Fr. Galtier arrived in Mendota with nothing except $100 from Bishop Loras, and a few liturgical vestments and vessels. He stayed at the home of a Fort Snelling official named Scott Campbell, who was married and had seven children. That arrangement lasted only a month, and Fr. Galtier found other lodging in Mendota. In August 1840 the priest became seriously ill and nearly died; he recovered his health across the river at Fort Snelling. When he returned to Mendota he stayed in a simple log house that also served as the first church. Fr. Ravoux joined him for a time, and was taking care of the parish while Fr. Galtier was away one night in June or July 1842 when he awakened to the sound of cracking. The heavy bark and earth roof collapsed shortly after Fr. Ravoux made his escape. And so the first Church of St. Peter was built; it was completed on October 2, 1842.

Fr. Galtier is also responsible for the construction of a chapel dedicated to St. Paul in a place that had been known at Pig’s Eye Landing, but which is now downtown St. Paul. Fr. Galtier celebrated Mass at the settlement that changed its name to St. Paul as well as in Mendota. It was that same log Chapel of St. Paul that became a cathedral in 1851 when Bishop Joseph Cretin arrived and took possession of it.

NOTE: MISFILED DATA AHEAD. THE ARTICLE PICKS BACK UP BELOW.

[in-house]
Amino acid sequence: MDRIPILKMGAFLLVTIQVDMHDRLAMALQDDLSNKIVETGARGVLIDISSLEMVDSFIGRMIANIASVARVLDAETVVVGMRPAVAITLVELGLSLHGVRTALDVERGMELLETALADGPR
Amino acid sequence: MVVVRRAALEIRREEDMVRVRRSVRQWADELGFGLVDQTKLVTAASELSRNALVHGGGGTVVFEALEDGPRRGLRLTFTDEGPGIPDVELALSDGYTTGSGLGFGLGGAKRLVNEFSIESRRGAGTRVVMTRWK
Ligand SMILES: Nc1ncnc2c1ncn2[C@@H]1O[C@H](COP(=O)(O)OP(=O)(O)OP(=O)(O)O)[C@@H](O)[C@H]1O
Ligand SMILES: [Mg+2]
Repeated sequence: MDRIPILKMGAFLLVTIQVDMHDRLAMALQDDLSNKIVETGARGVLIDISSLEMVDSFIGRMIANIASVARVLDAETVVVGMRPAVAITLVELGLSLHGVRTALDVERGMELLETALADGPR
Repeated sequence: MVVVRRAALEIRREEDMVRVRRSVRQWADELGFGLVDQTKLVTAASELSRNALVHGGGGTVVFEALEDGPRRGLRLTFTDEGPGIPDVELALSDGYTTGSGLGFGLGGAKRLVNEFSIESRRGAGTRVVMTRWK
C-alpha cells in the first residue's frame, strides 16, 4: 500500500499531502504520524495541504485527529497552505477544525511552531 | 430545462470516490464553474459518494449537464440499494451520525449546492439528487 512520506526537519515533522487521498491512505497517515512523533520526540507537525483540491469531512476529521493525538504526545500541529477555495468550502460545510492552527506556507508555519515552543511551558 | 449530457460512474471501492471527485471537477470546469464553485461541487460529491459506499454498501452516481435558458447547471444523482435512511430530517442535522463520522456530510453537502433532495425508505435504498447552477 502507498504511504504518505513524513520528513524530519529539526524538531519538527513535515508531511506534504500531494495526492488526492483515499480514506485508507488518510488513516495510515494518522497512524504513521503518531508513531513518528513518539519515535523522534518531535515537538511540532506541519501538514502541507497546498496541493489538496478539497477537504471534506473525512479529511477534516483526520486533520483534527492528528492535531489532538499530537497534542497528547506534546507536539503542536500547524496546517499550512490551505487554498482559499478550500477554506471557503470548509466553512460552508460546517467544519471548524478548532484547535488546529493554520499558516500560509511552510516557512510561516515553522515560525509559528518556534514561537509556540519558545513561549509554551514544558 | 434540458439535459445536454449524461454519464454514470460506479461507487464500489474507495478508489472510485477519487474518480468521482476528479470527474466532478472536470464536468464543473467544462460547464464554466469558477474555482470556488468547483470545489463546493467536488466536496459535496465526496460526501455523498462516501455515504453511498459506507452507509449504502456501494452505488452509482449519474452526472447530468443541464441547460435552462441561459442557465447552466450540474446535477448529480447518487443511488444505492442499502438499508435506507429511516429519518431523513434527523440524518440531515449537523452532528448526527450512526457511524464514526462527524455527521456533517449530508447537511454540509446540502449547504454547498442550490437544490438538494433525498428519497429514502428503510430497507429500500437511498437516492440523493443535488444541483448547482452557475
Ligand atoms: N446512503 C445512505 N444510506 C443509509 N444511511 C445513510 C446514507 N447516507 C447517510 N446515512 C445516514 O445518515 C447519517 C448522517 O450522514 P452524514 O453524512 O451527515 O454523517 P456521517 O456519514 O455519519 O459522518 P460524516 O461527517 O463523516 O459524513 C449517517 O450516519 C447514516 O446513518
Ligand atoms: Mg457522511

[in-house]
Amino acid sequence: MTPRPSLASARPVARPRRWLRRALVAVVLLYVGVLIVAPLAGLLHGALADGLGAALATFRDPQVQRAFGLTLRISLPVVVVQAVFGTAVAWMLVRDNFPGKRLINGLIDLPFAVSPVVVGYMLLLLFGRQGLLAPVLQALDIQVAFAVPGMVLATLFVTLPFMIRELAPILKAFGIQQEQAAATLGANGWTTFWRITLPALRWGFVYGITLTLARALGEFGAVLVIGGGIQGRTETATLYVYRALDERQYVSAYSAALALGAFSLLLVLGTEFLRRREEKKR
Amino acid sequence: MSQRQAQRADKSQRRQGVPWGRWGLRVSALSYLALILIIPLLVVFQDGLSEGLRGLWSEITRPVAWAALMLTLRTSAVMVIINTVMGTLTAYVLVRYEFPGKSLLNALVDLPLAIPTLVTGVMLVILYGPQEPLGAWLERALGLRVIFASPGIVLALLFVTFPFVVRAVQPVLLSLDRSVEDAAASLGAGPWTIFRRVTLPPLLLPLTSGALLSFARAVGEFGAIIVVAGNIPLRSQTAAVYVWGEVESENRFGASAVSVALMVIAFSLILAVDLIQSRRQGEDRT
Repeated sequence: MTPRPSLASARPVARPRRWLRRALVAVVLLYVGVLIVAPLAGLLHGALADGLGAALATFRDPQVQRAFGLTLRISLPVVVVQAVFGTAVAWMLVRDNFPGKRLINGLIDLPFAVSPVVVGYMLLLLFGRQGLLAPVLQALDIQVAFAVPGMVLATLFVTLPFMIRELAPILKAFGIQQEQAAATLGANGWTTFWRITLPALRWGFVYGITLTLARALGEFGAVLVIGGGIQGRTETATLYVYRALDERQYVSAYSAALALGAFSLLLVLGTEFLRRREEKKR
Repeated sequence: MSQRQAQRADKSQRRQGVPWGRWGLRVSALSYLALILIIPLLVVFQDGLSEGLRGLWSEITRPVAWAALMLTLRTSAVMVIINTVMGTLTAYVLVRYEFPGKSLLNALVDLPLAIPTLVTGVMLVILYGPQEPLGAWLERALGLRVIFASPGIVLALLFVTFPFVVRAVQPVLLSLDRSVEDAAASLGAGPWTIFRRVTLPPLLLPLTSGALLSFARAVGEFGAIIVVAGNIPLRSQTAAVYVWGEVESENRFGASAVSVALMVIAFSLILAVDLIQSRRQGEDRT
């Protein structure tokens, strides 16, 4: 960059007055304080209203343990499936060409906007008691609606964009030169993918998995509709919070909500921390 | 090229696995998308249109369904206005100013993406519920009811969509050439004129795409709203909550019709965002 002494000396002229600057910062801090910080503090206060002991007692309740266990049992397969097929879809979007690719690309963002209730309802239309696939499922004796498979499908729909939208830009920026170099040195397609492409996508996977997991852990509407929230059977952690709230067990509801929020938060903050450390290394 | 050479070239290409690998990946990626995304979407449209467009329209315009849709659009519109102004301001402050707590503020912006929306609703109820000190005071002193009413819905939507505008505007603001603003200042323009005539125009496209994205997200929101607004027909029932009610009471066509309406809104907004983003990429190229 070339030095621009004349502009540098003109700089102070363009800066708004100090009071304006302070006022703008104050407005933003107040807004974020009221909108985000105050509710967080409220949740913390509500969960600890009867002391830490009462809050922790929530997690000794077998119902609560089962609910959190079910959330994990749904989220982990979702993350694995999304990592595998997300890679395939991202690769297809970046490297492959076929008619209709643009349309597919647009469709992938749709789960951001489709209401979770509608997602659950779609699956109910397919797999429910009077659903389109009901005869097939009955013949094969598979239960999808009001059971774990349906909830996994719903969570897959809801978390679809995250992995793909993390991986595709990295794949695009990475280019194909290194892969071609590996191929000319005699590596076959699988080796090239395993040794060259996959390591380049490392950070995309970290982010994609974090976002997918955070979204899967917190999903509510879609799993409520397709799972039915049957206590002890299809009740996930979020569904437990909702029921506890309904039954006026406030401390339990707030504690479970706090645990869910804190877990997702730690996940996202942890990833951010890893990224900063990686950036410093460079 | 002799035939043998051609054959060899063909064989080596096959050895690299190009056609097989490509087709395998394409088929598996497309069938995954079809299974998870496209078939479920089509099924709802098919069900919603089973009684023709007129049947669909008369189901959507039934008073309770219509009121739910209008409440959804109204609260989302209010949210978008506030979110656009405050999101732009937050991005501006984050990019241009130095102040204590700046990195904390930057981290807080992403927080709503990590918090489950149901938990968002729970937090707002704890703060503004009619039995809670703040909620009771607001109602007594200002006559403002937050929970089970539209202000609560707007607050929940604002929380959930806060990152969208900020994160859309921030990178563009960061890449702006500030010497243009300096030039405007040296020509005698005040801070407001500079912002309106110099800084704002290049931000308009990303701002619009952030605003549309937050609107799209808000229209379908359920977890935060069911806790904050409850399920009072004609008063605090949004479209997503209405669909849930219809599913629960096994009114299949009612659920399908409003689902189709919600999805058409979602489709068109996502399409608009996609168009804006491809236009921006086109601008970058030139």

Life in Mendota was not easy for Fr. Galtier, and in 1844 Bishop Loras moved him to Keokuk, Iowa. Fr. Galtier found matters there even more difficult, and was constantly short of funds. After only a short time he left the Diocese of Dubuque and went to France. Joseph Cretin, the future bishop, met Fr. Galtier in the city of Lyons in January 1847; he was the spiritual director to a monastery of sisters there. But a great change was in store for him. By June of that same year he had joined the Diocese of Milwaukee and had arrived at what would be his last assignment: St. Gabriel’s Parish in Prairie du Chien, Wisconsin. It was a great coincidence that he ended up so close to Dubuque after having traveled so far to escape it.